However, tempting customers with propositions that bring into play their dominant ‘proud genes’ is a ploy to be used in the hospitality industry and restaurants, in consulting businesses, politics, entertainment and almost every other sector.
Lust’s passion will be served; it demands, it militates, it tyrannizes.”Marquis De Sade
Is any sin easier to sell than lust? Just think of it, almost all marketers seem to be selling lust. Some industries and companies take it to an extreme. Just take a moment and look at the airlines industry (in some countries), the entertainment and fashion industries, and the hospitality and restaurant sectors.
The US restaurant chain of Hooters is a good example: the trade name being taken from US slang for breasts, and its waiting staff made up mostly of young, attractive girls. These folks seem to have mastered the art of marketing and selling lust more than others.
Do they take time out occasionally to think about what their true intentions are, or to consider the impact of the models or spokespersons they select for their communications have on their customers? Even the ordinary testimonials from the supposedly ordinary people in their adverts appear to be extraordinary.
And wrath has left its scar – that fire of hell.”William Cullen Bryant
Wrath, also known as anger or rage, may be described as inordinate and uncontrolled feelings of hatred. In its purest form, it may provoke antagonistic feelings towards someone, as hate.
This is one of the seven sins that I am personally very comfortable in tempting customers to commit. Imagine if we could get our customers’ wrath on to our competitors. How could we do that, do I hear you ask? By making the customer realize that we have a better deal, that we offer a better customer experience and that considering other alternatives would not be a valid choice for them. Marketers and sales folks should repeatedly remind their customers what it is we are offering, and routinely remind them of what our competitor is not offering or is unable to do. This is called differentiating yourself in the market. Make the customer feel mad that his or her existing service provider or seller is not doing what your company is able to do.
Conversely, remember that it is a good business sense not to irk your customers’ wrath
on to yourselves.
We excuse our sloth under the pretext of difficulty.”Marcus Fabius Quintillan
Sloth is considered more a sin of omission rather than commission. We all have been lazy one time or other. In this digital, 24 x 7 Internet age, we have a tremendous opportunity to make our customers lazy.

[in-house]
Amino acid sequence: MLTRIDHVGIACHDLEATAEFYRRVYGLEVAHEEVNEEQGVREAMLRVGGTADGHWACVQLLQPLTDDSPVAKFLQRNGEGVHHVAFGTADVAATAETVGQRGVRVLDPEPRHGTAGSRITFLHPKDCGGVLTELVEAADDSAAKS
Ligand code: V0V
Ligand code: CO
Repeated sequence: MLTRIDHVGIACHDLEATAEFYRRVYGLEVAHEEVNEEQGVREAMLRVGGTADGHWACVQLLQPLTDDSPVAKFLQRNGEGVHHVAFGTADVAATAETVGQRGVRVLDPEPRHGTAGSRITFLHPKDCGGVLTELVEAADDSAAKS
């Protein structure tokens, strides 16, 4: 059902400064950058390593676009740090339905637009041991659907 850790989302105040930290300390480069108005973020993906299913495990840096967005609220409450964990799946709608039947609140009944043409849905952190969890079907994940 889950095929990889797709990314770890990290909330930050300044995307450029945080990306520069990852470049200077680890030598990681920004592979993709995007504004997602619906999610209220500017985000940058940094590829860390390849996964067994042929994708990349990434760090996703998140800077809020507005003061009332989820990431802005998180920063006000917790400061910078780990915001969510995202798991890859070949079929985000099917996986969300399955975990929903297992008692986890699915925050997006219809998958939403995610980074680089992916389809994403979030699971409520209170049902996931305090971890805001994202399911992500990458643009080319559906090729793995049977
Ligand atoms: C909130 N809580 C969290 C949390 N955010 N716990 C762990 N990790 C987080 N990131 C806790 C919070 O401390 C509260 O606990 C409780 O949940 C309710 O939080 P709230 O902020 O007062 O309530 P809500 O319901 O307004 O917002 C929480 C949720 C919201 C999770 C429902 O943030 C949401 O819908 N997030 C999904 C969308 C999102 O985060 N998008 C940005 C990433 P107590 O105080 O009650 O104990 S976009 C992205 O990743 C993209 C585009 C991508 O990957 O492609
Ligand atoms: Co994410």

This is one other sin we should be happy to tempt our customers with. Taking away customer difficulties and offering conveniences which customers appreciate, makes for good commerce. Saving customers’ time and money by tempting them with conveniences makes good sense for the customer and for your business. Any
convenience that takes away customer difficulties makes obvious sense. It also makes good business sense for us marketers and sales folks as it can often mean more sales, fewer costs and more profits.
Envy aims very high.”ovid
Those who commit the sin of envy resent that another person has something they perceive themselves as lacking, and wish the other person to be deprived of it.
So what does this mean for marketing and sales? Well, get your competitors’ customers to feel envious of your customers. Let them join you in droves after realizing the competitor was offering a poor deal, poor service or a faulty proposition. Invest marketing bucks in programs that make prospective customers aware of what they are missing – or what they must have to be like their fellow beings. Let prospects know that they don’t need to be envious because the best proposition, better product or service is available to them easily, affordably and conveniently – through you.
But beware. Do not let your existing customers who have committed long term to you feel envious of your competitors’ customers. Consider the customer who’s committed to a 60-month car lease or someone who has signed a service contract with penalty provisions for early cancellation. Make them regret this and it is not only envy that you will elicit from the customer. You will also bear his or her full wrath. Hell hath no fury as a customer scorned!
Sinning all the way to seventh heaven?
So entice and expurgate, otherwise you will be effaced… be ebullient and enthused about getting more business and elating your customers, and always keep in mind the seven deadly consumerist sins.
Thou shall thus entice, espouse, exhort, elucidate, enlighten, and enthral your customers with your effulgent propositions keeping the seven deadly sins in your mind. Remember to expurgate the negative aspects of your proposition. If not, your competitor might efface you!
JohnLincoln.one –The business growth hacker